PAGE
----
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Nonlinear Scattering of Acoustic Waves by Vibrating Obstacles.

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Doctoral thesis,

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The problem of the generation of sum- and difference-frequency waves produced via the scattering of an acoustic wave by an obstacle whose surface vibrates harmonically was studied both theoretically and experimentally. The theoretical approach involved solving the nonlinear wave equation, subject to appropriate boundary conditions, by the use of a perturbation expansion of the fields and a Greens function method. In addition to ordinary rigid-body scattering, Censor predicted nongrowing waves at frequencies equal to the sum and to the difference of the frequencies of the primary waves. The solution to the nonlinear wave equation also yields scattered waves at the sum and difference frequencies. However, the nonlinearity of the medium causes these waves to grow with increasing distance from the scatters surface and, after a very small distance, dominate those predicted by Censor. The simple-source formulation of the second-order nonlinear wave equation for a lossless fluid medium has been derived for arbitrary primary wave fields. This equation was used to solve the problem of nonlinear scattering of acoustic waves by a vibrating obstacle for three geometries 1 a plane-wave scattering by a vibrating plane, 2 cylindrical-wave scattering by a vibrating cylinder, and 3 plane-wave scattering by a vibrating cylinder. Successful experimental validation of the theory was inhibited by previously unexpected levels of nonlinearity in the hydrophones used. Such high levels of hydrophone nonlinearity appeared in hydrophones that, by their geometry of construction, were expected to be fairly linear.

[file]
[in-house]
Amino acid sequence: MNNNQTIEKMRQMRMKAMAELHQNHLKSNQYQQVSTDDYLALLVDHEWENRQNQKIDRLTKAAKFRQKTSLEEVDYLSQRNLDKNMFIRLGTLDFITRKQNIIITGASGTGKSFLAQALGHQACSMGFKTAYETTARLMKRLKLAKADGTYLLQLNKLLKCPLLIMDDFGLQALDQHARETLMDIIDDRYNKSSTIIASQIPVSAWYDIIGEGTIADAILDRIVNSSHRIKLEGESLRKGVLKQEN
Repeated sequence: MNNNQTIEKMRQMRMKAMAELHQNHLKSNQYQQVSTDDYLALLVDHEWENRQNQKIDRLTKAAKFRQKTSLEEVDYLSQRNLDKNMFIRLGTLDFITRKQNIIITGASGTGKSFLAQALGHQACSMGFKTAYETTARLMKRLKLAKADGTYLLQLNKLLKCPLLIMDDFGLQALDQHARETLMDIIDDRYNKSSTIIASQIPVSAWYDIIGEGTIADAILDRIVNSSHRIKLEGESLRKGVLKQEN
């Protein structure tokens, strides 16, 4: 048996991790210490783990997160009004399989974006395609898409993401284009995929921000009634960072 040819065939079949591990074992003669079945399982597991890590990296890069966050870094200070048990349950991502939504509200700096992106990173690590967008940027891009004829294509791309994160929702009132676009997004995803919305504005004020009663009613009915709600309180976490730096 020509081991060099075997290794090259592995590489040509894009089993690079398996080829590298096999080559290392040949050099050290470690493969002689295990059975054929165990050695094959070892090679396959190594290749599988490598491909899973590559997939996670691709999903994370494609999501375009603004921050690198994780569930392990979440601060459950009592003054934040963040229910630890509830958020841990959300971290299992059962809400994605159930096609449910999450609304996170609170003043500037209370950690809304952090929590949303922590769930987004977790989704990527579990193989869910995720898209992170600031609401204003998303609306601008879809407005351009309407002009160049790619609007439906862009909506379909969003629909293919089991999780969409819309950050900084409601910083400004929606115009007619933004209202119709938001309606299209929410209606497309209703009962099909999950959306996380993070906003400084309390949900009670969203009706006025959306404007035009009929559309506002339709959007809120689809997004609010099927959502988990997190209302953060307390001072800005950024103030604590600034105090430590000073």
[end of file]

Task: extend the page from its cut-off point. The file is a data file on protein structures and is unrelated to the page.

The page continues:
Subject Categories:

  • Numerical Mathematics
  • Acoustics

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